(b) Sample preparation
In general, two different types of samples have been studied regarding the distribution pattern of microbes inside the mineral matrix. The first of these is a spatially well-defined colonization layer formed by phototrophic microorganisms occupying pore spaces near the sample surface, which is typical for the studied gypsum crust from the Atacama Desert. In this case, the analysis was focused on the colonization layer or the piece of rock containing the colonization layer (powdered samples). The samples from the wetter and dynamically evolving evaporitic systems from the Mojave Desert, on the other hand, contain a significantly different pattern of microbe distribution. In this case, they are typically entrapped within crystals of evaporites forming spatially more pronounced pigmented zones. In such a case, a typical zone with average pigmentation was selected for analysis within the particular sample. First, these three zones were analysed directly on the sample, without any further pre-treatment. Second, the parts of the mineral matrix that contained the colonization zone were separated. The separated parts were crushed, powdered and homogenized in an agate mortar. The flattened surface of the powder was then measured at randomly selected positions in three replications under optimized settings of the spectrometer. The sample crushing and powdering is a part of the sampling protocol that is going to be applied within the ExoMars mission, where the Raman spectroscopic analysis will be a first-pass interrogation of powdered/crushed rock or drill core samples.
(c) Artificially prepared mixtures for testing the limits of detection of the miniaturized equipment
Samples were prepared by mixing separately weighed amounts of synthetic β-carotene (Sigma–Aldrich, approx. 95%) with a commercially obtained crystalline powder of halite (NaCl; Merck). The mixtures were pulverized and homogenized in an agate mortar. Powders of four different concentrations of β-carotene were prepared—0.1 g kg−1, 1 mg kg−1, 0.1 mg kg−1 and 0.05 mg kg−1. The flattened surface of each powdered sample was analysed soon after preparation to avoid β-carotene decomposition. Measurements were performed at different spots to ensure reproducibility. Graphite and shungite were mixed separately with gypsum in a similar manner in weight concentrations of 100, 10, 1 and 0.1 g kg−1. The measurements using the miniaturized Raman system with a 532 nm laser for excitation (see below) were undertaken in order to compare limits of detection for carotenoids and carbonaceous matter.
(d) Raman instrumentation
The portable Raman spectrometers Advantage and Rock Hound by DeltaNu (Laramie, WY, USA) were employed for this study. The Rock Hound is a handheld portable instrument (1.9 kg) equipped with a 785 nm diode laser for excitation (with a maximum output power of 120 mW) and a thermoelectrically cooled charge-coupled device detector (with an operational wavenumber range of 200–2000 cm−1 and spectral resolution of 8 cm−1). The Advantage 532 is a compact Raman spectrometer that measures 12′′×8′′×4′′ in size and weighs 9 kg. Although miniaturized, the Advantage 532 is not a handheld unit as is the 785 nm system. It is equipped with a 532 nm frequency doubled Nd:YAG laser that has a maximum laser power of 100 mW and a thermoelectrically cooled charge-coupled device detector, with an operational wavenumber range of 200–3400 cm−1. The spectral resolution of the instrument is 10 cm−1, which is slightly lower than that planned for the ExoMars Raman instrument (6–8 cm−1). Both instruments are equipped with NuSpec software, which permits control of spectrometer functions, namely laser power level (five steps), exposure time, the number of spectral accumulations acquired and the spectral resolution. The exposure time (up to 30 s) and laser power were optimized for each individual sample to obtain optimal signal-to-noise (S/N) ratio and simultaneously avoiding sample destruction and oversaturation of the detector. Spectra were recorded as single scans. All spectra are baseline corrected, but no other spectral treatments were undertaken.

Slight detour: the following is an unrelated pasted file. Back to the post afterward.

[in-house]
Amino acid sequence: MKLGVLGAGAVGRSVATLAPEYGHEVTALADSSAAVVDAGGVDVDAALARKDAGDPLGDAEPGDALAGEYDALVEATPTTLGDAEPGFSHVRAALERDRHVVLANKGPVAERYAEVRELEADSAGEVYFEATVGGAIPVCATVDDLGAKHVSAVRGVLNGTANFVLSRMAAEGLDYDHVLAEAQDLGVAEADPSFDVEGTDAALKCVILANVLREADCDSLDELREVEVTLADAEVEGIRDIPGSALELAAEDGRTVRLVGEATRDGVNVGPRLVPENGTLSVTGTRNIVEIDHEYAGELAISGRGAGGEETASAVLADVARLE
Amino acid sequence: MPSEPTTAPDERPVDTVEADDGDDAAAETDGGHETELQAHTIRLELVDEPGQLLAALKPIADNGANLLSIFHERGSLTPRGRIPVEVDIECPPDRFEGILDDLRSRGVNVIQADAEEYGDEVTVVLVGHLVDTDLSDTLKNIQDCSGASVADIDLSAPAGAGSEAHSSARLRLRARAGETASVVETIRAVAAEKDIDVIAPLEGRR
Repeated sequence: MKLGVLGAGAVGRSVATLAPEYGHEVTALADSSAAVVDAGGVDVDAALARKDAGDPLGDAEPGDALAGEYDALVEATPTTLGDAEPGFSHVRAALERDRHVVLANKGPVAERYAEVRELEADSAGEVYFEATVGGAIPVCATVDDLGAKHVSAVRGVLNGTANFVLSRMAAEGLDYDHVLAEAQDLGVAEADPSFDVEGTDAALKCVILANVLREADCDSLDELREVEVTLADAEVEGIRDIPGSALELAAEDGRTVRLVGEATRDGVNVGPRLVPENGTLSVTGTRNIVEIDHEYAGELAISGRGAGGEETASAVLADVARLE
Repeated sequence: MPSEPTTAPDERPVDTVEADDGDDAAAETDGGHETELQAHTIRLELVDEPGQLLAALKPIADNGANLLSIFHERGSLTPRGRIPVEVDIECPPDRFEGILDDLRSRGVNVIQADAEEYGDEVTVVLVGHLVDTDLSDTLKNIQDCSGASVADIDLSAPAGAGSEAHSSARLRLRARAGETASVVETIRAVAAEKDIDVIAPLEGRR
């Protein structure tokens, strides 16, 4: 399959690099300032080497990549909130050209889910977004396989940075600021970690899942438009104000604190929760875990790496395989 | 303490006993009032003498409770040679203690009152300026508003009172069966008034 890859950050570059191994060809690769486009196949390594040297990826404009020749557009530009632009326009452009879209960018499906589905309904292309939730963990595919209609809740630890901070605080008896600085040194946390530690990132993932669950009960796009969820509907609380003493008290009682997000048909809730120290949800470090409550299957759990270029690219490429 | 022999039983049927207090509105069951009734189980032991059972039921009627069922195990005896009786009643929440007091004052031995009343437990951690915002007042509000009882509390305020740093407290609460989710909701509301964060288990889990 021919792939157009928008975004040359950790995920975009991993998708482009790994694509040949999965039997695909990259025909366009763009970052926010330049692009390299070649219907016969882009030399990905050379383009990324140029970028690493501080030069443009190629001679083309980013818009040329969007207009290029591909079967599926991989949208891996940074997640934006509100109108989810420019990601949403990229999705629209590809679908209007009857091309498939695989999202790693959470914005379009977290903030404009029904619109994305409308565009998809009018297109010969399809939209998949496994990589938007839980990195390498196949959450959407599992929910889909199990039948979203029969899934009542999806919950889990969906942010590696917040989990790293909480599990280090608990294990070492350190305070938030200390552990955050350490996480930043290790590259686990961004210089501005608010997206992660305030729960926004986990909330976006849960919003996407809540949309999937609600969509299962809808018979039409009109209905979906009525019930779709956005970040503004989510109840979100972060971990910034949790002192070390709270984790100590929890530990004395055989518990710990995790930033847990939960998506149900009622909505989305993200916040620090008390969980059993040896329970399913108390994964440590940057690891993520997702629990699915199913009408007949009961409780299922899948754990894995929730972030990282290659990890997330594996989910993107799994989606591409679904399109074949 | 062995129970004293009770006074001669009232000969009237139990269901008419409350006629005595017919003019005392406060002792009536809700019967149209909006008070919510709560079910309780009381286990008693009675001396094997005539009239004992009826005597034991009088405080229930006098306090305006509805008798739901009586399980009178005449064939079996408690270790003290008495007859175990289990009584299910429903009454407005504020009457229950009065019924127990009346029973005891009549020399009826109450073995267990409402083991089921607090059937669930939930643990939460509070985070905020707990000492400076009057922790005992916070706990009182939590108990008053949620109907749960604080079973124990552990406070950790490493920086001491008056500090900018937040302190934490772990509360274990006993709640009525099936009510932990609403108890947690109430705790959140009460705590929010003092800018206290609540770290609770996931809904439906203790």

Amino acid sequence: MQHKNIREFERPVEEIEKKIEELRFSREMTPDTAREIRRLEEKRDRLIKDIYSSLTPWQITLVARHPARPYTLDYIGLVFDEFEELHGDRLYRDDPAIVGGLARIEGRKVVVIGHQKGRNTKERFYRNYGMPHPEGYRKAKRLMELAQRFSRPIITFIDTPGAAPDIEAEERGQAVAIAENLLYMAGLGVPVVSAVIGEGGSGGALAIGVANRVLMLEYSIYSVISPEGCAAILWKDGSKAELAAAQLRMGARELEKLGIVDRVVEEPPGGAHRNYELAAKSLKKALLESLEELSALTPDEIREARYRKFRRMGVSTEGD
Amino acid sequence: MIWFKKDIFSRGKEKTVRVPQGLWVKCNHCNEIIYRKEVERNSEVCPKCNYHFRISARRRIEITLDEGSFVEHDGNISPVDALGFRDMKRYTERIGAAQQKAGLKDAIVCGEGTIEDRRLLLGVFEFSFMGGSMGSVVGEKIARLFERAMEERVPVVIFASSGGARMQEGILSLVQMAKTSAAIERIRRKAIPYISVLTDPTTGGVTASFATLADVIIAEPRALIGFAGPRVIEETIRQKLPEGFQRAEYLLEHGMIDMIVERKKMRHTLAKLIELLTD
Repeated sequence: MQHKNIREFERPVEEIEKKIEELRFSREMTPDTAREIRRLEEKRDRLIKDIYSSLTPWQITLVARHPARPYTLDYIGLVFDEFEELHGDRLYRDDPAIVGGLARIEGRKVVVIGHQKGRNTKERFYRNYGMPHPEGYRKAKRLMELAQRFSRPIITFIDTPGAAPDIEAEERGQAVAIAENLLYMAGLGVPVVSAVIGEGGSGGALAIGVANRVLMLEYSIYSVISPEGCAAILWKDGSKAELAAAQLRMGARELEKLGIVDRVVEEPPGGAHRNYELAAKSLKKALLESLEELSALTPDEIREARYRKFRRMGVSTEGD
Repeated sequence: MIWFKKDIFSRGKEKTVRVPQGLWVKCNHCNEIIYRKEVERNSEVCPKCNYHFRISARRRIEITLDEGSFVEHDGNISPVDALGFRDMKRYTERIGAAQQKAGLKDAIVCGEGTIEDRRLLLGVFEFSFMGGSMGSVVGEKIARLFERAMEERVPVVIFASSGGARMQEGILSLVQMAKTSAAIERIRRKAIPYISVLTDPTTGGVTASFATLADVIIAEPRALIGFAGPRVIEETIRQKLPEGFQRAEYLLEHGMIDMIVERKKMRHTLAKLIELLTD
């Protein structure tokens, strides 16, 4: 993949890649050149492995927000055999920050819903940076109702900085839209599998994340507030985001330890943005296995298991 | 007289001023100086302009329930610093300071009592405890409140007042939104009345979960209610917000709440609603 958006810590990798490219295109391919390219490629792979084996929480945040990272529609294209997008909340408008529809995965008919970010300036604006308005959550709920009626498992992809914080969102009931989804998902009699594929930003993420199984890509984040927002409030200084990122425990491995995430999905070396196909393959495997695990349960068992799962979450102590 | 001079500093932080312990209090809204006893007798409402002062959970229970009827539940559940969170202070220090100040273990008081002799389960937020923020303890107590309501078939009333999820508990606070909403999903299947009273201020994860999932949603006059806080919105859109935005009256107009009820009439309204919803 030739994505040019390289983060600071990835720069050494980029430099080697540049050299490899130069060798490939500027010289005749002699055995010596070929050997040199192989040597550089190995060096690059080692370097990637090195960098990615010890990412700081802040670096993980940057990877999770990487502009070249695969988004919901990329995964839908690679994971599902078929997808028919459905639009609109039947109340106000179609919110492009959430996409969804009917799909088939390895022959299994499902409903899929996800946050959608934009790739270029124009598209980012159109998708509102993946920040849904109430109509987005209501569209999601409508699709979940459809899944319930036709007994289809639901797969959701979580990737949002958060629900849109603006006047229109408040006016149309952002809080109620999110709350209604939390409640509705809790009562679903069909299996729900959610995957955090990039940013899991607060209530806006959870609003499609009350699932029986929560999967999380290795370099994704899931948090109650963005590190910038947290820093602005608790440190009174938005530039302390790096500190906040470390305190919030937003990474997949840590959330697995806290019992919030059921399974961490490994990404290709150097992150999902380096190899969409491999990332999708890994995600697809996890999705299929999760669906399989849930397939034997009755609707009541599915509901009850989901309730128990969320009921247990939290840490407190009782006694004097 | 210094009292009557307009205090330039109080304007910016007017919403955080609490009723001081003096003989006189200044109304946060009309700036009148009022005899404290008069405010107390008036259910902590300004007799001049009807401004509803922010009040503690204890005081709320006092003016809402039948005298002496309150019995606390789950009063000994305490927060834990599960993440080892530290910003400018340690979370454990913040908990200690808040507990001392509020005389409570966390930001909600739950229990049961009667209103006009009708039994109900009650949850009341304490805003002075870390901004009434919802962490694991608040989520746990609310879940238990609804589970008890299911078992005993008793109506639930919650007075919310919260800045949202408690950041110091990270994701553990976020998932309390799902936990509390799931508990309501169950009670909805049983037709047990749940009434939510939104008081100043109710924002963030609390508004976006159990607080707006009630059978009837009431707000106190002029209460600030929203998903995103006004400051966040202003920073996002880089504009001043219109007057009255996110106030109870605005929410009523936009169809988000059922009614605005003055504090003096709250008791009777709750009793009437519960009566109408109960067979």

Raman signals from biomarkers have been detected within five different evaporitic mineral types: halite (NaCl), gypsum (CaSO4⋅2H2O), thenardite (Na2SO4), burkeite (Na6(CO3)(SO4)2), trona (Na3(CO3)(HCO3) ⋅ 2H2O) (table 1). The organic Raman bands were detected in 14 of 16 samples, 12 of them showed signal stable through replications and for both analytical approaches—direct measurement on the rock and the analysis of powdered, homogenized samples. The unique biomarkers detected were carotenoids, except the gypsum sample JH, where weak signs of chlorophyll together with carotenoids were recognized by the 785 nm laser (see below). Typical Raman bands of carotenoids owing to the ν1(C=C) and ν2(C−C) stretching vibrations were registered at wavenumber positions 1504–1523 cm−1 and 1148–1154 cm−1, respectively (figure 2). The detection of these two bands allows the unequivocal detection of a carotenoid molecule. A corroborative feature of weak-to-medium intensity around 1004 cm−1, δ (C=CH3), was observed in nine of 12 measurements, where other carotenoid bands were detected. In some cases, even weaker carotenoid bands were observed (table 1).
A blind sample was also analysed, represented by gypsum from the Atacama Desert (BH) where no pigmented microbial colonization was observed by optical microscopy and no biomarker signatures were detected by laboratory Raman microspectrometry, either by nucleic acids detection using specific staining and fluorescence microscopy (J. Wierzchos et al. 2011, unpublished data). No biomolecular Raman signal was registered during replicated measurements of this sample both powdered and rock.